These choices were powerful and fascinating, but whatever the impulse driving them was, it has ebbed in the intervening decades. Fear or nervousness perhaps remains, but there is a growing feeling that the city is safe enough that it can now be treated as something legitimate, something to look upon with as much favour as a grove of trees. One of our clients once argued that when they grew up in Tokyo it was perfectly normal to live with the city as part of daily life. The barriers between homes were a weak formality, allowing free passage between street, garden, and interior, and indeed between families as well. The public lifestyle that typology allowed was taken for granted. As they tell it, when they grew older an influx of immigrants from outside the city changed their world. Unaccustomed and afraid of their new landscape they closed it down into introverted capsules, and built communities of strangers (and strangeness) as a result. Their story is as good an explanation as any. Population in the centre certainly increased - from about 5 million in 1950 to 8 million by 1960, and has more or less held steady since then. Growth was even larger in the suburbs, expanding by some 20 million between 1950 and 2000. In the city centre the physical change that went along with that growth was particular. Tokyo did not grow vertically, it subdivided. The size of land for sale became smaller and smaller as houses were torn down and replaced with smaller versions. Governments at every level allowed the change to continue, requiring only that access to light and fire safety was preserved. Decades later regulations of construction continue to be performance based rather than prescriptive, but the attitude has changed. The city is no longer a strange construct, but something familiar and customary, and the architecture is no longer so ruthlessly withdrawn. The question now - if the city is finally a legitimate landscape, what might its buildings look like?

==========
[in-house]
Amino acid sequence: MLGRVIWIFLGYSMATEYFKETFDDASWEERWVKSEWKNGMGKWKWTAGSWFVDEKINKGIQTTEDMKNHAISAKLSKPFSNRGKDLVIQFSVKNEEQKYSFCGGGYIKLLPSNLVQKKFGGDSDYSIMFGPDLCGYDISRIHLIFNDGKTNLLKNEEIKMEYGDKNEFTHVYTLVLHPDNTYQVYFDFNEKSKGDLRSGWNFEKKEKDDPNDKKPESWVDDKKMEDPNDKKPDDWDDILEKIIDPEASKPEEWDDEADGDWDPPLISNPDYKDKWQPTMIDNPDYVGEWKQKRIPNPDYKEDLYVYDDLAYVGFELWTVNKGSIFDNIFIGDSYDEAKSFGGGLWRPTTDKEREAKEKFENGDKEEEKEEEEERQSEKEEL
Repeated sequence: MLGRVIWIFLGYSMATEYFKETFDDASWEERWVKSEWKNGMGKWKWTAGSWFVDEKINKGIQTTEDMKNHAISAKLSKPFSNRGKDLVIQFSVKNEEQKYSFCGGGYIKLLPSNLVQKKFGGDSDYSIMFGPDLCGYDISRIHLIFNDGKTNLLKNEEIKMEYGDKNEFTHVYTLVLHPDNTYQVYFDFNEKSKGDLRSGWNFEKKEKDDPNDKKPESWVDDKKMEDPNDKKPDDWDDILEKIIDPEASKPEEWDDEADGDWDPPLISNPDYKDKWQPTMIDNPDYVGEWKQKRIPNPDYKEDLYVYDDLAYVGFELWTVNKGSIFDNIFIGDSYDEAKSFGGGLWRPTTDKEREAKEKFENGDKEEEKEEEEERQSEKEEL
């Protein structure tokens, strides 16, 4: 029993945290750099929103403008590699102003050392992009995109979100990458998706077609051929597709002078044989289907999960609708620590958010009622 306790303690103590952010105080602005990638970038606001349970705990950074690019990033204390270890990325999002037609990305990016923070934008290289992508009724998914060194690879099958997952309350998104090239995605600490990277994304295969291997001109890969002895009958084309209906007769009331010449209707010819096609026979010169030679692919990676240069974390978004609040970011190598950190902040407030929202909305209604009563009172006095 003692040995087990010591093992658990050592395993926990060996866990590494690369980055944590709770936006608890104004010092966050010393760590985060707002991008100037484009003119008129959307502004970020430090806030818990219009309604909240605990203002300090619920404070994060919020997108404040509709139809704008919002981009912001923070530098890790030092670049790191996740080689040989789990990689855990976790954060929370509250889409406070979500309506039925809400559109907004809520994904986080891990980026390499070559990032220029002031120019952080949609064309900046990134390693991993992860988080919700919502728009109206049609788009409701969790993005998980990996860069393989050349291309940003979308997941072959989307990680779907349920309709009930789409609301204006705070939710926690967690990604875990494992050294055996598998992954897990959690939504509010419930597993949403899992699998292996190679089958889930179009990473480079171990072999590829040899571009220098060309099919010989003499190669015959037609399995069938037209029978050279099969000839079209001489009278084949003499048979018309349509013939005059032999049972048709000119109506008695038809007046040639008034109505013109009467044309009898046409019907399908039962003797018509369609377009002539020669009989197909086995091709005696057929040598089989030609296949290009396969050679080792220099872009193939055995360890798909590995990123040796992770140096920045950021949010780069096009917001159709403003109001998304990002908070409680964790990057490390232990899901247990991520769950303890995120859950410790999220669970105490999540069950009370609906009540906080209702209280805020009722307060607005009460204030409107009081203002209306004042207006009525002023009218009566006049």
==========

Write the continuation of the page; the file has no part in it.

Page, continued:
So, Mies.

The modernism of Mies was vestigially classical, separating strategies between those of the city and those of the countryside. The language was less obviously divided however, and this seems something to consider. When the city is so dense that all space is at a premium the waste of isolating land by building walls is fantastic. A glass-boxed rural villa makes far more sense than a closed urban escape. The Farnsworth House in that case is the perfect model, but how well can it be transferred? As a first step to test this thought we searched for a piece of land large enough to accommodate the entire Farnsworth house, but found it impossible. Land large enough to fit the entire house is almost non-existent. Even though the city was familiar to us this outcome was still a surprise. Continuing forward we shifted our approach and tested to see how much could of the iconic home could fit onto the sites of our recent work in Tokyo. Only fractions were possible. These pieces were in themselves fascinating as designs. They could almost be enough. Still, the scale gap between Mieseian space and the Tokyo reality is enormous. Desiring the same openness we either need to invent a new language or manipulate the concept of free space in a more creative direction. Lacking access to actual space the inevitable choice is to stack floors and multiply the ground, giving priority to plan over form. New York rationality is not the point at this scale however. It makes more sense to avoid duplication of floors and instead treat each level as a distinct ground in its own right, and to find quality at that scale. The city overwhelms even skyscrapers in Tokyo. In which case, why not take advantage of what it offers?